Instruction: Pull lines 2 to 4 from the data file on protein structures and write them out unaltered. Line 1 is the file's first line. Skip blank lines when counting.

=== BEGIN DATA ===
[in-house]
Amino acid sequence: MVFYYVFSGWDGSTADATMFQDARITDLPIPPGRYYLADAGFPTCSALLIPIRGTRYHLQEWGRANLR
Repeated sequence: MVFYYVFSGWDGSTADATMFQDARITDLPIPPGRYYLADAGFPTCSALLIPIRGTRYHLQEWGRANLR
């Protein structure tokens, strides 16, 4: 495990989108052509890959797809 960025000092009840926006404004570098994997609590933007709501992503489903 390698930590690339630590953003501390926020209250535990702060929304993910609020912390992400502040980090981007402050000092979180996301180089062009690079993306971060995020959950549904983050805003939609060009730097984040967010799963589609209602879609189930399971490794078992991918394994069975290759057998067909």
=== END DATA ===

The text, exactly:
Amino acid sequence: MVFYYVFSGWDGSTADATMFQDARITDLPIPPGRYYLADAGFPTCSALLIPIRGTRYHLQEWGRANLR
Repeated sequence: MVFYYVFSGWDGSTADATMFQDARITDLPIPPGRYYLADAGFPTCSALLIPIRGTRYHLQEWGRANLR
């Protein structure tokens, strides 16, 4: 495990989108052509890959797809 960025000092009840926006404004570098994997609590933007709501992503489903 390698930590690339630590953003501390926020209250535990702060929304993910609020912390992400502040980090981007402050000092979180996301180089062009690079993306971060995020959950549904983050805003939609060009730097984040967010799963589609209602879609189930399971490794078992991918394994069975290759057998067909």